As Cantabrians mark milestone since first quake, resident shares all-too-familiar story
Four years ago today, Cantabrians were tossed out of their beds at 4.35am.
The violent magnitude-7.1 earthquake came without warning. It would change Canterbury forever.
Confused, terrified, some ran outside into darkness. Others grabbed loved ones and huddled in doorways.
It sparked a two-year Canterbury quake sequence that would wipe out suburbs, flatten Christchurch's city centre, and claim 185 lives.
Four years on, 64-year-old gas cutter Paul Tobin can't believe that his comfortable life has been reduced to Third World levels.
The Earthquake Commission (EQC) paid him out $54,000 last August for repairs to his historic 130-year-old Waltham cottage.
The "age and condition" of the property was behind the cash settlement decision, the EQC said. There were also "significant deferred maintenance issues" with the property.
Three times the EQC claims to have fixed his sewerage system. But it is still broken and Mr Tobin is still "crapping in a bucket".
"He's pretty jaded with the whole thing," says his exasperated son Mike Tobin. "It's a very familiar story to many Canterbury residents."
Mike Tobin has launched an online campaign to fundraise $8000 to finally fix the underground pipes once and for all.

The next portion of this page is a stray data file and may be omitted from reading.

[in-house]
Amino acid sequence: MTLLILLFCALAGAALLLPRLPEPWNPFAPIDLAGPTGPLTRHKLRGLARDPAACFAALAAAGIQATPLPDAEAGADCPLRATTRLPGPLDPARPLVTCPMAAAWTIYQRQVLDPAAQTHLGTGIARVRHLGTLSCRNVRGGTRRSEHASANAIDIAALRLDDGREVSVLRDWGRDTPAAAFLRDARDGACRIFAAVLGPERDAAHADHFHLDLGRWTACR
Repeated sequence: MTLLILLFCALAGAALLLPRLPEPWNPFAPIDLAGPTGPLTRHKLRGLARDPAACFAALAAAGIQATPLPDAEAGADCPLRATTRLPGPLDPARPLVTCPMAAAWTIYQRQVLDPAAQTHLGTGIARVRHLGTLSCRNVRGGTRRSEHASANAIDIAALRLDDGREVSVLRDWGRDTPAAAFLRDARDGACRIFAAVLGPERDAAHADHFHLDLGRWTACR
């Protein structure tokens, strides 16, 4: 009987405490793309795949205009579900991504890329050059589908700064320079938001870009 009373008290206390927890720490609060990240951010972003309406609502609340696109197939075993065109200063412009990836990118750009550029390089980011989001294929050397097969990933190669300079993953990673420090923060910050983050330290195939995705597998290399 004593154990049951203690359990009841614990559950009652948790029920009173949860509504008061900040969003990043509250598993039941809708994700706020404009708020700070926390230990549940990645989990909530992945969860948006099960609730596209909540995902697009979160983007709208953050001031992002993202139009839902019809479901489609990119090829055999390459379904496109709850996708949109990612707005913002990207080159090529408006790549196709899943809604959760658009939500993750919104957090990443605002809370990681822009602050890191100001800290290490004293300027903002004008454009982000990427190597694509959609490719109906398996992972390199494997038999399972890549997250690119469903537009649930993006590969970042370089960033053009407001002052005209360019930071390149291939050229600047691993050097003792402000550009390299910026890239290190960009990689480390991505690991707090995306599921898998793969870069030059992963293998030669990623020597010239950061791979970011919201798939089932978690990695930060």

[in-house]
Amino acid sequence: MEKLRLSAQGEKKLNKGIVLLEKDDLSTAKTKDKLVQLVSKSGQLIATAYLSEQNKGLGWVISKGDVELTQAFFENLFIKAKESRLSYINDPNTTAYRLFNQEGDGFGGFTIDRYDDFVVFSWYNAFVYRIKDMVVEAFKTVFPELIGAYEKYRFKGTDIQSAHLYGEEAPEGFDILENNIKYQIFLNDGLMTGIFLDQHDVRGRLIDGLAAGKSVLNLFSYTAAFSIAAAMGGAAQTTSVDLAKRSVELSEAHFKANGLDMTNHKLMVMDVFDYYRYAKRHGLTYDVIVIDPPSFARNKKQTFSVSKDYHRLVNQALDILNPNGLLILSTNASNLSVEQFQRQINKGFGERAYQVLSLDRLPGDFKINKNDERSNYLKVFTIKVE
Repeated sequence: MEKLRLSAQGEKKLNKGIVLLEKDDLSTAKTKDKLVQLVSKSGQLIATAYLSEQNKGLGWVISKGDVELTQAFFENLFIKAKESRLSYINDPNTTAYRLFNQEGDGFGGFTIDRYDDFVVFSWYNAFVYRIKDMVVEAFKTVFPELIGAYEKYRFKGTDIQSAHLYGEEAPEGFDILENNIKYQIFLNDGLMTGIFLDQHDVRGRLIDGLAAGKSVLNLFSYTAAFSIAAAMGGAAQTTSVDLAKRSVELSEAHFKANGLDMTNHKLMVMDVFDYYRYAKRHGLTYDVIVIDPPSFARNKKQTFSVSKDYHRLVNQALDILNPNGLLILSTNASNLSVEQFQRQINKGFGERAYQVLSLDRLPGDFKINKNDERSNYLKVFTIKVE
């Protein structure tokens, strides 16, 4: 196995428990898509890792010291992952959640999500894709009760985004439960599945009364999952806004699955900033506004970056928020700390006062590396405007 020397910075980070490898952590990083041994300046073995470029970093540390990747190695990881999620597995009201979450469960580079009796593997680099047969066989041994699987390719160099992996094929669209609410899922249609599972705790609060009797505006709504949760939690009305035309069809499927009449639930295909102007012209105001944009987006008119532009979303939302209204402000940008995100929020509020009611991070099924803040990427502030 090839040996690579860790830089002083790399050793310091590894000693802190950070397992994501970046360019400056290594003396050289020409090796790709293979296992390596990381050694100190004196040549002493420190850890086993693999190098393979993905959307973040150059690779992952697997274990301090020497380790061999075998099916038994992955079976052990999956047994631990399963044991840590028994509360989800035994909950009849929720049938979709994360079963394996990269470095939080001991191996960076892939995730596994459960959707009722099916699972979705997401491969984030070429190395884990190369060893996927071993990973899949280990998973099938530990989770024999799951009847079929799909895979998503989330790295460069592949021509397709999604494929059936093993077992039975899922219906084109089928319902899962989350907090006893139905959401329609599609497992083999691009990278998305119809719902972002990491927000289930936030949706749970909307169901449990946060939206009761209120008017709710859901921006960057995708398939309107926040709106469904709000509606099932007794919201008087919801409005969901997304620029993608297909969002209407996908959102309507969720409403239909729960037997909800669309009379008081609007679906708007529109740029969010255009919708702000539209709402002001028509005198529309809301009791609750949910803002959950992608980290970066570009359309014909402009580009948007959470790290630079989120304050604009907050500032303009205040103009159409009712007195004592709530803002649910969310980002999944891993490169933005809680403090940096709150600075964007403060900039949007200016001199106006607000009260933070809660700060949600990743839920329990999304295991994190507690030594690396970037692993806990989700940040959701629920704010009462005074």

Last night, Paul Tobin dismissed the EQC's statements that they will review his situation. "I've heard it all before. They've been reviewing it for the last four years - it's just words."
He said no proper engineering report has been done on his property.
Suggestions the damage was historic and not linked to the quakes was "nonsense", an emotional Tobin said.
"It's been so long, I don't know what to do. They told me after February  when I had no water, no sewage that my house was 'moderately liveable' ... It's just an insult.
"I feel like giving up."
Yesterday, when approached about Mr Tobin's situation, the EQC's Canterbury home repair programme general manager Reid Stiven said it would take another look at the situation - a U-turn on his comments to media six months ago.
"At the customer's request, we are currently reviewing this decision."
While February 22 is the most poignant earthquake memorial date, Cantabrians will still pause to reflect today on the moment that would change their lives forever.
The Christchurch City Council will move its earthquake recovery committee hearing from its city HQ out to the eastern suburbs at 10am.
The meeting, at North New Brighton Community Centre, will cover plans for a new eastern recreation and sports centre to replace the demolished QEII complex, as well as a legacy project in New Brighton.
The meeting will also discuss the rebuilding of broken community centres, libraries, public toilets, and sports facilities. "September 4, 2010 is a significant date in our city's history so it is poignant that this meeting is held in the east of Christchurch, an area that suffered extensive damage following the earthquake," said the Mayor, Lianne Dalziel.
She said while today was about reflection, it would also be a chance to look to the future.
Four years on, by the numbers
aftershocks of magnitude 3.0 or higher
buildings in the CBD demolished
red zone property owners have settled with the Crown
sq m of road (27 per cent) repaired/replaced
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